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Geothermal Fumarole Subsurface Mt. Erebus, Antarctica
Herbold, CW; Lee, CK; McDonald, IR; Cary, SC; Evidence of global-scale aeolian dispersal and endemism in isolated geothermal microbial communities of Antarctica; Nature Comms (2014); 5
Contact: Cary, Craig
Availability: This dataset is licensed under a Creative Commons Attribution 4.0 International License.
The Tramway Ridge geothermal site on Mt. Erebus in Antarctica, is the most geographically isolated geothermal site on earth. This makes it an excellent system for studies of microbial speciation, biogeography, and evolution. more
The summit of Mt. Erebus features several high-elevation geothermal features that are separated from similar features at Mts. Melbourne and Rittman by 350-400 km. Warm fumarolic ground and ice towers on the flanks of Mt. Erebus passively emit steam and CO2 that are believed to have magmatic origins(Wardell et al., 2003). The lower end of Tramway Ridge, located approximately 1.5 km NW of the main crater of Erebus, at an elevation between 3350 and 3400 m, is an extensive warm fumarolic area protected by international treaty as a site of particular biological interest (ASPA 130 Management Plan). At Tramway Ridge, unique communities of photoautotrophic organisms (mosses and cyanobacterial mats) surround fumaroles that reach and maintain year round surface temperatures of 60-65°C, have a neutral to mildly alkaline pH, and are characterized by steep lateral pH and temperature gradients (Broady, 1984; Hudson et al., 1989; Soo et al., 2009).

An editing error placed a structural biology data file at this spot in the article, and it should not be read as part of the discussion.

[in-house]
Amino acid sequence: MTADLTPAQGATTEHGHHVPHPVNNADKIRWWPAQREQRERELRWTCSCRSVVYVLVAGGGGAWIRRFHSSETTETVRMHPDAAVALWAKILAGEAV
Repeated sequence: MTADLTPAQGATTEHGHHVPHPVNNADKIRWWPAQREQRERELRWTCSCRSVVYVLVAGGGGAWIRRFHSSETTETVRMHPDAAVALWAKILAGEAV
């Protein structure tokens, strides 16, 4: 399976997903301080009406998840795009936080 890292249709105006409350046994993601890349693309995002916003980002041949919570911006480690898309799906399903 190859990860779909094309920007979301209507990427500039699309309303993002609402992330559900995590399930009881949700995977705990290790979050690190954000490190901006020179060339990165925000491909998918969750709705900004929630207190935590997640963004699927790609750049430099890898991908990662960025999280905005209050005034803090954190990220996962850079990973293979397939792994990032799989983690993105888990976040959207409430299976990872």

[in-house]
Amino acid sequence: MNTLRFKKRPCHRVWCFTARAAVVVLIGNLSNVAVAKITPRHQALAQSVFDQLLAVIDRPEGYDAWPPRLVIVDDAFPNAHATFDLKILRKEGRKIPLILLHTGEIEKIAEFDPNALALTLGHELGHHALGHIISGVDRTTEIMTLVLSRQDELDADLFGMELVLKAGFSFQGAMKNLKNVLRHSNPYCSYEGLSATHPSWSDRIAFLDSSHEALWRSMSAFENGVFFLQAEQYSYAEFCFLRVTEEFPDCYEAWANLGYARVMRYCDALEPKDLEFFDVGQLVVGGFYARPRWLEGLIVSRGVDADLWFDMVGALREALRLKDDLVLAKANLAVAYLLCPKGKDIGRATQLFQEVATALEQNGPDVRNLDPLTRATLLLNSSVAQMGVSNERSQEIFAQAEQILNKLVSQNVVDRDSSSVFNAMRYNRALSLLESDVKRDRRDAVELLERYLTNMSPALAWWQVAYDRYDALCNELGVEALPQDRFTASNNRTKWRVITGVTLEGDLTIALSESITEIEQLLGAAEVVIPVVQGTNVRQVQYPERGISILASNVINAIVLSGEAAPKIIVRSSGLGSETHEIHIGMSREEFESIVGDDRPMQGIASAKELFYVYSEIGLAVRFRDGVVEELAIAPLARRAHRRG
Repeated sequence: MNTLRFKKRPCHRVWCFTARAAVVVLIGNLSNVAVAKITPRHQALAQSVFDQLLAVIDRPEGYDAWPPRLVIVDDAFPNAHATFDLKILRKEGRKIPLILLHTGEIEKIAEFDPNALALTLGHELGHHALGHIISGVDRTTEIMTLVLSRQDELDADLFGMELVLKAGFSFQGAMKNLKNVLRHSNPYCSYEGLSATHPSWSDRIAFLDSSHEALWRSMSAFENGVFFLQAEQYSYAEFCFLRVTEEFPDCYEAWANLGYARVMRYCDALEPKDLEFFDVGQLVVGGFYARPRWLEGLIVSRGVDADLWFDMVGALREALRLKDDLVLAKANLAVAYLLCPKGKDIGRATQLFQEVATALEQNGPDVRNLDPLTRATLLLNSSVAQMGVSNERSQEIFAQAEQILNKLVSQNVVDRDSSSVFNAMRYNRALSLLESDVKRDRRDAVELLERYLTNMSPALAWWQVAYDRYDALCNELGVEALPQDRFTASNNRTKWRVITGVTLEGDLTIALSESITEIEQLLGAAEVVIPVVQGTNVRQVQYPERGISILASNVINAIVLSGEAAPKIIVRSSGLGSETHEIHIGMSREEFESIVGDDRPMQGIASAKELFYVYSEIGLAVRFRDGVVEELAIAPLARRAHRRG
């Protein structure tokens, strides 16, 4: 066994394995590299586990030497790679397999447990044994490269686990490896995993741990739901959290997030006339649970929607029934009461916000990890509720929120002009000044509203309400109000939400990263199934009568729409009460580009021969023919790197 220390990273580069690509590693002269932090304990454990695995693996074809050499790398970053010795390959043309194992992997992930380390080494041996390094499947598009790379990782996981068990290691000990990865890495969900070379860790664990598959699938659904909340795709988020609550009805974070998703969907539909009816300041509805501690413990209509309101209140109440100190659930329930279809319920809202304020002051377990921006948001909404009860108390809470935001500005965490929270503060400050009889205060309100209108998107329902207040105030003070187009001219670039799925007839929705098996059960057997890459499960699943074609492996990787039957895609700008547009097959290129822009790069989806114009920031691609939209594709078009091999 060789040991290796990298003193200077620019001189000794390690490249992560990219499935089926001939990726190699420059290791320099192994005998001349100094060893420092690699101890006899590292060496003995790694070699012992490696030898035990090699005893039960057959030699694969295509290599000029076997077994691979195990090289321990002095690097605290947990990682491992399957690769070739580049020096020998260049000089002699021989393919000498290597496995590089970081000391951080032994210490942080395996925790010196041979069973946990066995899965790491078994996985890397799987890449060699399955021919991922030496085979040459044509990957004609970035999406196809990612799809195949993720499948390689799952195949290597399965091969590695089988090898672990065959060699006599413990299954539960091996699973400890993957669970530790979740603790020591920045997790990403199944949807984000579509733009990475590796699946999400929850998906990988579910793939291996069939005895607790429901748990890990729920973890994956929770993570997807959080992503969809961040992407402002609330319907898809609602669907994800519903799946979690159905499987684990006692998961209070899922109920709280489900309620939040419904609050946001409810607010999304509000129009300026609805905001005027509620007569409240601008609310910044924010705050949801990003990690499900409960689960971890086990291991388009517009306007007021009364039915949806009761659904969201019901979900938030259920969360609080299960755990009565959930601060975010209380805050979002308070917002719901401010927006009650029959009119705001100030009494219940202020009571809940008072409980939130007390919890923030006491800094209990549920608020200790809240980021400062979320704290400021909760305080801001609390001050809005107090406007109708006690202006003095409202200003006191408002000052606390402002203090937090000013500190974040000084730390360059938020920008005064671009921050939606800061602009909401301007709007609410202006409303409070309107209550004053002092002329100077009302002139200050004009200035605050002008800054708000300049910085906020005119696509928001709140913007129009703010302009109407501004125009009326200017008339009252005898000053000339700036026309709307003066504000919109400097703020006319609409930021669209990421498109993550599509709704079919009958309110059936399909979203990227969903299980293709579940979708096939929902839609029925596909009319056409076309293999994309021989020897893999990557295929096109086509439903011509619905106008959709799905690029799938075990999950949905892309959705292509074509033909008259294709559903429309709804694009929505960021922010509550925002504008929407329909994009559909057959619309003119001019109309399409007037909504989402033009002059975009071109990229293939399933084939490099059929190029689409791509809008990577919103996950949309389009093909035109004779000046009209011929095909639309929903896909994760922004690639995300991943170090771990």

Marine, Microbial community, Microbial diversity, PSE, Antarctica, Victoria Land, Ross I.
PSE, Antarctica, Victoria Land, Ross I. [Marine Regions]
Occurrence of biota
AntOBIS: Antarctic Ocean Biogeographic Information System, more
Dataset status: Completed
Data type: Data
Data origin: Research: field survey
Metadatarecord created: 2015-03-11
Information last updated: 2015-03-16